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Journal Article

Citation

Leadbeater BJ, Boone EM, Sangster NA, Mathieson LC. Aggressive Behav. 2006; 32(4): 409-419.

Copyright

(Copyright © 2006, International Society for Research on Aggression, Publisher John Wiley and Sons)

DOI

10.1002/ab.20139

PMID

unavailable

Abstract

While recent research using peer ratings demonstrates positive relations between youth's reputations for aggression and popularity, it is not clear whether aggressive youth themselves make these links. Using youth's self-reports, this study assessed the associations of relational and physical aggression with indicators of both personal gains in peer relations (perceived popularity and receipt of prosocial attention) and personal costs in terms of retaliation or depressive responses (peer victimization and depressive symptoms) in a large sample (n = 455) of eighth- to tenth-grade students. Regression analyses reveal that more relationally aggressive youth report more prosocial attention but also more relational (but not physical) victimization. In contrast, more physically aggressive youth report more depressive symptoms and physical (but not relational) victimization. Findings suggest that some costs of aggression (victimization) are higher for boys while others (depressive symptoms) are greater for girls. Group differences were also found for aggressive, victimized, and aggressive/victimized youth compared to the typical low aggressive/low victimized youth. These data suggest that the costs of relational and physical aggression may outweigh benefits except for aggressive non-victimized boys.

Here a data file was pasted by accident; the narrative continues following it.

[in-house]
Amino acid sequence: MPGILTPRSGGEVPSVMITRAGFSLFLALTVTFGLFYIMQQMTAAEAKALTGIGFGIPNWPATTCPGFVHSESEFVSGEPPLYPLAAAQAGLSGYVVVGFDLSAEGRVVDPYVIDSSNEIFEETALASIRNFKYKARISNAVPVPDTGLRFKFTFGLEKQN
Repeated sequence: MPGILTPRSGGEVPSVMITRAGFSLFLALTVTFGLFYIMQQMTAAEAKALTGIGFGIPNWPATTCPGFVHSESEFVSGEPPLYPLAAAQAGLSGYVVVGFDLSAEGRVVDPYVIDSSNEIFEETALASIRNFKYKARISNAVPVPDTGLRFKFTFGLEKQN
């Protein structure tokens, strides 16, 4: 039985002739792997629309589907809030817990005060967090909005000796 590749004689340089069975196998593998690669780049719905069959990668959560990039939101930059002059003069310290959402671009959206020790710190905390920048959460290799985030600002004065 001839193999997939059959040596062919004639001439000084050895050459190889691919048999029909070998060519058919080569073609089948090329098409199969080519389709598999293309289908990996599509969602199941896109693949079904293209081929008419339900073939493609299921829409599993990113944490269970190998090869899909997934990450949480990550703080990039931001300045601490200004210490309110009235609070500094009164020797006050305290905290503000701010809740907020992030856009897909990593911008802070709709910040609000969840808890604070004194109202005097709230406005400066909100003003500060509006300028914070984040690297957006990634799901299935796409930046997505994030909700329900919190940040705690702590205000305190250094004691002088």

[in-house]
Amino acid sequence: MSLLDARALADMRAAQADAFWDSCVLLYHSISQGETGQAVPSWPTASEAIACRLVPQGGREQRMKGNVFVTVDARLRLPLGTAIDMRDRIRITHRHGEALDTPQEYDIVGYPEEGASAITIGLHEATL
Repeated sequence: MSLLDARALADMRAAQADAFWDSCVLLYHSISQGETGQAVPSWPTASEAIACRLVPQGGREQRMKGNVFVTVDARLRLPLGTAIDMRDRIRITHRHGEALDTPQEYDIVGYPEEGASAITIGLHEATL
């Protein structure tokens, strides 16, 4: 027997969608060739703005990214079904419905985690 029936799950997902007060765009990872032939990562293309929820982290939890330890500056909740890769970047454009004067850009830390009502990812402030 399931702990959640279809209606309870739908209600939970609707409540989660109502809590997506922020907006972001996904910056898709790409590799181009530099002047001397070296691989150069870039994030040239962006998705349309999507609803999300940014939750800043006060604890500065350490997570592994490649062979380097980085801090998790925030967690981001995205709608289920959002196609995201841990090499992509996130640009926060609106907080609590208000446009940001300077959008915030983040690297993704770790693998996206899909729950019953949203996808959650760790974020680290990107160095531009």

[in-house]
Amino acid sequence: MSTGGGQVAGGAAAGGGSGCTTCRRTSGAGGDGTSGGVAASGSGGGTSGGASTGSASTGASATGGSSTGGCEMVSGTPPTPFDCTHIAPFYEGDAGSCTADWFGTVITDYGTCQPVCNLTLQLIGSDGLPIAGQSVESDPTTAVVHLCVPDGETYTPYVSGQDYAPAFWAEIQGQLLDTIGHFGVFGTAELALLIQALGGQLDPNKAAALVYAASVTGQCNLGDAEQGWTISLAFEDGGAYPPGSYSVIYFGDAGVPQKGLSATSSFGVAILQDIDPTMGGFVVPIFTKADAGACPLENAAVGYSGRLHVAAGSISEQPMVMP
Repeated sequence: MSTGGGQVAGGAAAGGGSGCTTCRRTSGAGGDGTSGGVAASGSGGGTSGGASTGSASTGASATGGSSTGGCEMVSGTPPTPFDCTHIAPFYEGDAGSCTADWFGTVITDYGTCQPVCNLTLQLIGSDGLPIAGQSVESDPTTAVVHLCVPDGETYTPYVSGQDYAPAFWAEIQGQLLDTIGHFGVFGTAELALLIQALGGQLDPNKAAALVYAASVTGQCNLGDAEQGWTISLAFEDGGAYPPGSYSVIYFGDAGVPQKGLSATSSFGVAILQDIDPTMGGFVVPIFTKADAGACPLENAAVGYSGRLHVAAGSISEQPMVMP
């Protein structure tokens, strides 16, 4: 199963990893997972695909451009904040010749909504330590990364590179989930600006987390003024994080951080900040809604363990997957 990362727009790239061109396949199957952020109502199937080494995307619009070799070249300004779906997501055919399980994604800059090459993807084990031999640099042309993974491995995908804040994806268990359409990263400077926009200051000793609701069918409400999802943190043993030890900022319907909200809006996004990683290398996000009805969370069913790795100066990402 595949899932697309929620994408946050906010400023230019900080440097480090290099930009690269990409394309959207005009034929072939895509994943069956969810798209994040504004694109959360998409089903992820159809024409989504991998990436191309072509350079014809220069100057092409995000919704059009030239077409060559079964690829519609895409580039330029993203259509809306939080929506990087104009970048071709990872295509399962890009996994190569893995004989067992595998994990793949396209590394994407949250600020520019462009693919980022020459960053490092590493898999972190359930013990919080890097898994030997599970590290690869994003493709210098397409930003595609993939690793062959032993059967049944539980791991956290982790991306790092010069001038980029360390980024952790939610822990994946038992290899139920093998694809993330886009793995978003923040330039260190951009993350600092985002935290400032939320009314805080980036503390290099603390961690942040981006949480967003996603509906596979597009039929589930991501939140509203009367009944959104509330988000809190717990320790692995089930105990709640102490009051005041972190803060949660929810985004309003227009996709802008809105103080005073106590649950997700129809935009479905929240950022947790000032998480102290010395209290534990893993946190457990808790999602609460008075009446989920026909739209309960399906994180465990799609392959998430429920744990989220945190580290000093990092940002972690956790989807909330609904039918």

Language: en

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